Given the British government is in the middle of a very slow and entertaining implosion, it takes a bit to bump Boris Johnson off the front page. When Wimbledon is on, though, tennis’ll do it – especially if a plucky local hero has battled through to the semi-finals.
And if he’s riding a bike? Game, set, match.
Cameron Norrie is the newest darling of British tennis, with a globetrotting background – born in South Africa, raised in New Zealand, University-educated in the US, playing under a British flag. He cracked the top 30 for the first time a year ago, and at his home tournament he’s battled through two five-set epics to land in his first grand slam semi-final.
Why am I telling you all this? Because unlike all of his peers – who are ferried around in a fleet of sponsor Jaguars and Land Rovers – Norrie rides his bike to work.
“I don’t even have a car. I’m not a proper cyclist, I have a little single-speed bike that makes it tough with the hills,” Norrie said.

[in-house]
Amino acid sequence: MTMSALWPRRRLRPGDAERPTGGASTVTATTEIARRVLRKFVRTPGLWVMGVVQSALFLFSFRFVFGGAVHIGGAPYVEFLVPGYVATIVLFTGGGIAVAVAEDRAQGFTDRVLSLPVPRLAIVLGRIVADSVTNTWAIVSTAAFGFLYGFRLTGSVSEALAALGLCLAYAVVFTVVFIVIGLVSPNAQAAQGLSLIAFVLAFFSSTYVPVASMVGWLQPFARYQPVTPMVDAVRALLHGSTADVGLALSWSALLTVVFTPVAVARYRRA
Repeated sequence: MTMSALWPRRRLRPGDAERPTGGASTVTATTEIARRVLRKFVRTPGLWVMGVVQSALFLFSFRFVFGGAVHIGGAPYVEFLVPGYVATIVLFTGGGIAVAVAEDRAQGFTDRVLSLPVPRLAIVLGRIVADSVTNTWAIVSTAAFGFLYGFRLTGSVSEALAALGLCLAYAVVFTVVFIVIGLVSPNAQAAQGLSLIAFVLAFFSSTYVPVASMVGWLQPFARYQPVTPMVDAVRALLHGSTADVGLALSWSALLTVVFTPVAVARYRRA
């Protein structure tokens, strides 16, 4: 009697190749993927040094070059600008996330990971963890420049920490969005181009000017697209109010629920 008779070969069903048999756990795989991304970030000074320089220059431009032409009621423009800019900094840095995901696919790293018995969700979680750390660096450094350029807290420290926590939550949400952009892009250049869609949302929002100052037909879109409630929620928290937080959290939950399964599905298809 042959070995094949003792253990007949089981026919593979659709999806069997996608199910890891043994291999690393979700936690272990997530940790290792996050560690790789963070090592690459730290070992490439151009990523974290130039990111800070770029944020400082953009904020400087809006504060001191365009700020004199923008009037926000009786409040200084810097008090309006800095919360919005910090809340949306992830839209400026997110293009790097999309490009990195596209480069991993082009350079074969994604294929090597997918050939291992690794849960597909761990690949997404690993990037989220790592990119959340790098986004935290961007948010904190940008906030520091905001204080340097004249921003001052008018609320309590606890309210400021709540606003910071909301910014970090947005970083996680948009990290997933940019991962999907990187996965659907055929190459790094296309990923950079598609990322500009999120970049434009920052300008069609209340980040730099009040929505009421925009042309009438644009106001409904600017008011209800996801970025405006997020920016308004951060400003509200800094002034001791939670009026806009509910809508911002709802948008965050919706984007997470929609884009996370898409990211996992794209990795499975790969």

That “little single-speed” is a steel Pearson Now You See Me, which has an unpretentious lugged chromoly frame, rim brakes and – sensibly, for the UK – proper mudguards.
There’s plenty to like in the bike, but there’s much more to like in the fact that Norrie’s riding at all. London is going through the process of revitalising its active travel network, and Norrie has inadvertently become something of an ambassador for the benefits of bikes. “I’m just doing it to get around,” he explained of his rides to the All England Club, where the tournament is held. “It takes 10 minutes to get here. The car takes 15 or 20. It’s nice; I can be on my own schedule.”
“Honestly, I’ve not been recognised cycling at all, but it’s nice to beat the traffic and it’s a good warm-up, for sure,” Norrie continued.
Norrie’s journey through the world’s most prestigious tennis tournament continues with his semi-final against Novak Djokovic on Friday. Time to cheer for the plucky underdog.